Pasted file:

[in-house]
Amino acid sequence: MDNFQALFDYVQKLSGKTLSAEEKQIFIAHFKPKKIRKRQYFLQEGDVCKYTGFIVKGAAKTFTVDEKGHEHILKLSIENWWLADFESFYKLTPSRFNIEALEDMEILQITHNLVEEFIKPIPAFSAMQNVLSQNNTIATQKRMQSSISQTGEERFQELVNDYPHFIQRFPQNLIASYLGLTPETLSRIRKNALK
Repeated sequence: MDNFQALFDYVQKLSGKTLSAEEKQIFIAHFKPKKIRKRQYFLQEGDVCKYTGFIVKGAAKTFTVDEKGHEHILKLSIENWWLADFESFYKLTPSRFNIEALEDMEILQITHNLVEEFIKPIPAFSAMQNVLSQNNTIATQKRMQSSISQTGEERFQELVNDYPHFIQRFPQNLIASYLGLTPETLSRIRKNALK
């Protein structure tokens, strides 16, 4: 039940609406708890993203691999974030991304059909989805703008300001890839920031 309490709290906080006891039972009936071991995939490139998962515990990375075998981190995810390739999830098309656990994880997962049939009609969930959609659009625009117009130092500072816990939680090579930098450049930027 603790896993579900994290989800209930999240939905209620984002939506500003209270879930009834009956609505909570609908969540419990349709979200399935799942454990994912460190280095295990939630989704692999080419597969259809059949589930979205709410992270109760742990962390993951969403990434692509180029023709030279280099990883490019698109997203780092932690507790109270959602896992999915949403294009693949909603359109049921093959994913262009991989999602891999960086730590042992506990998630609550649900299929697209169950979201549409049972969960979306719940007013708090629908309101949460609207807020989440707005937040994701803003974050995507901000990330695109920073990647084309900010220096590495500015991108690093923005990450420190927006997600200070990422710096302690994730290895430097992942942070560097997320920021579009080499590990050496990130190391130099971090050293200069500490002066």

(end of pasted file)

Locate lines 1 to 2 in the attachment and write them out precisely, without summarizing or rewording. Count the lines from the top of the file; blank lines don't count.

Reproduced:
[in-house]
Amino acid sequence: MDNFQALFDYVQKLSGKTLSAEEKQIFIAHFKPKKIRKRQYFLQEGDVCKYTGFIVKGAAKTFTVDEKGHEHILKLSIENWWLADFESFYKLTPSRFNIEALEDMEILQITHNLVEEFIKPIPAFSAMQNVLSQNNTIATQKRMQSSISQTGEERFQELVNDYPHFIQRFPQNLIASYLGLTPETLSRIRKNALK